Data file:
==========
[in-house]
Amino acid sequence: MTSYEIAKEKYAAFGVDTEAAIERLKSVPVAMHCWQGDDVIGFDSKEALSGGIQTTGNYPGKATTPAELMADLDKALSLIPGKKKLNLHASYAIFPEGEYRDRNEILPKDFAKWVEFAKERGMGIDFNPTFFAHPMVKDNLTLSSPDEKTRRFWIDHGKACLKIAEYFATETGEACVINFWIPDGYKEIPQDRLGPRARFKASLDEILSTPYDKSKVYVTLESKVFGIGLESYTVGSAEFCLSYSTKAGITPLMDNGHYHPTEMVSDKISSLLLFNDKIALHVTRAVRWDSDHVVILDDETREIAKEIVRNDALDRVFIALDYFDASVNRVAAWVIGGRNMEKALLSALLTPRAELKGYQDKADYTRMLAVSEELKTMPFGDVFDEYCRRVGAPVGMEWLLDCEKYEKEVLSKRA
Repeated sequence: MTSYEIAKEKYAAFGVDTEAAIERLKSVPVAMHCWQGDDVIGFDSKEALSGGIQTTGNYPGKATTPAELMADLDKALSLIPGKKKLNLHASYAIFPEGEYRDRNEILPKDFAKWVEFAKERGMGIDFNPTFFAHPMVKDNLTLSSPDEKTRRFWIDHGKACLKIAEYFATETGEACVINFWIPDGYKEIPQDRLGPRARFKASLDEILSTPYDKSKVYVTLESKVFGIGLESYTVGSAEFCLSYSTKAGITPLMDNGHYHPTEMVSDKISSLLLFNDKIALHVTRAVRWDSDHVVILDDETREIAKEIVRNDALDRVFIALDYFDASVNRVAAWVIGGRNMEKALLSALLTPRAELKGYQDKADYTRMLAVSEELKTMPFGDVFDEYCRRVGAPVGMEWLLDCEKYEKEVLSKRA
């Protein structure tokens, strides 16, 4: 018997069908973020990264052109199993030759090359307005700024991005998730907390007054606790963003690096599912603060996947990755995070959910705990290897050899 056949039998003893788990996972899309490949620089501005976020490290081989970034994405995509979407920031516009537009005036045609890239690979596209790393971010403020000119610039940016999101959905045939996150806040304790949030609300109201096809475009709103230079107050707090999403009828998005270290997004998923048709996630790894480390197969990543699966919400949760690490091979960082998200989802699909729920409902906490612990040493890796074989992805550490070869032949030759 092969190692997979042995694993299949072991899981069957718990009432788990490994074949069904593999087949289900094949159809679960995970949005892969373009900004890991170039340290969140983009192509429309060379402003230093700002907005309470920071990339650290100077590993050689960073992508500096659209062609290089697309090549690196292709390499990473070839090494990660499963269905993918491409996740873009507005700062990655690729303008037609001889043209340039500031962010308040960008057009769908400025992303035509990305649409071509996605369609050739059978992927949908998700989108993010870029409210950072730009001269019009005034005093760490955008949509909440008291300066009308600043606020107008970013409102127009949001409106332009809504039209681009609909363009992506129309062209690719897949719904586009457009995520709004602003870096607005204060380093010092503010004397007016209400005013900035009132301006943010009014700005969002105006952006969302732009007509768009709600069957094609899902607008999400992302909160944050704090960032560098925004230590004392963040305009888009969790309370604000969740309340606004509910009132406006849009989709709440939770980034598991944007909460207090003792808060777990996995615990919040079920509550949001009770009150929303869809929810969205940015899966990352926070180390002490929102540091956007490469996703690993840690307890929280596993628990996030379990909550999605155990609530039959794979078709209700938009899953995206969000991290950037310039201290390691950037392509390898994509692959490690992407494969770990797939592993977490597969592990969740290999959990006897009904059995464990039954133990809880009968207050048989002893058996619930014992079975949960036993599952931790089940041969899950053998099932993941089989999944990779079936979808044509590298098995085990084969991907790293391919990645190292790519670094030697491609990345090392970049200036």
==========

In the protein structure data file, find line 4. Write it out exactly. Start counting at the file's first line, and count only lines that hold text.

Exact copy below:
């Protein structure tokens, strides 16, 4: 018997069908973020990264052109199993030759090359307005700024991005998730907390007054606790963003690096599912603060996947990755995070959910705990290897050899 056949039998003893788990996972899309490949620089501005976020490290081989970034994405995509979407920031516009537009005036045609890239690979596209790393971010403020000119610039940016999101959905045939996150806040304790949030609300109201096809475009709103230079107050707090999403009828998005270290997004998923048709996630790894480390197969990543699966919400949760690490091979960082998200989802699909729920409902906490612990040493890796074989992805550490070869032949030759 092969190692997979042995694993299949072991899981069957718990009432788990490994074949069904593999087949289900094949159809679960995970949005892969373009900004890991170039340290969140983009192509429309060379402003230093700002907005309470920071990339650290100077590993050689960073992508500096659209062609290089697309090549690196292709390499990473070839090494990660499963269905993918491409996740873009507005700062990655690729303008037609001889043209340039500031962010308040960008057009769908400025992303035509990305649409071509996605369609050739059978992927949908998700989108993010870029409210950072730009001269019009005034005093760490955008949509909440008291300066009308600043606020107008970013409102127009949001409106332009809504039209681009609909363009992506129309062209690719897949719904586009457009995520709004602003870096607005204060380093010092503010004397007016209400005013900035009132301006943010009014700005969002105006952006969302732009007509768009709600069957094609899902607008999400992302909160944050704090960032560098925004230590004392963040305009888009969790309370604000969740309340606004509910009132406006849009989709709440939770980034598991944007909460207090003792808060777990996995615990919040079920509550949001009770009150929303869809929810969205940015899966990352926070180390002490929102540091956007490469996703690993840690307890929280596993628990996030379990909550999605155990609530039959794979078709209700938009899953995206969000991290950037310039201290390691950037392509390898994509692959490690992407494969770990797939592993977490597969592990969740290999959990006897009904059995464990039954133990809880009968207050048989002893058996619930014992079975949960036993599952931790089940041969899950053998099932993941089989999944990779079936979808044509590298098995085990084969991907790293391919990645190292790519670094030697491609990345090392970049200036």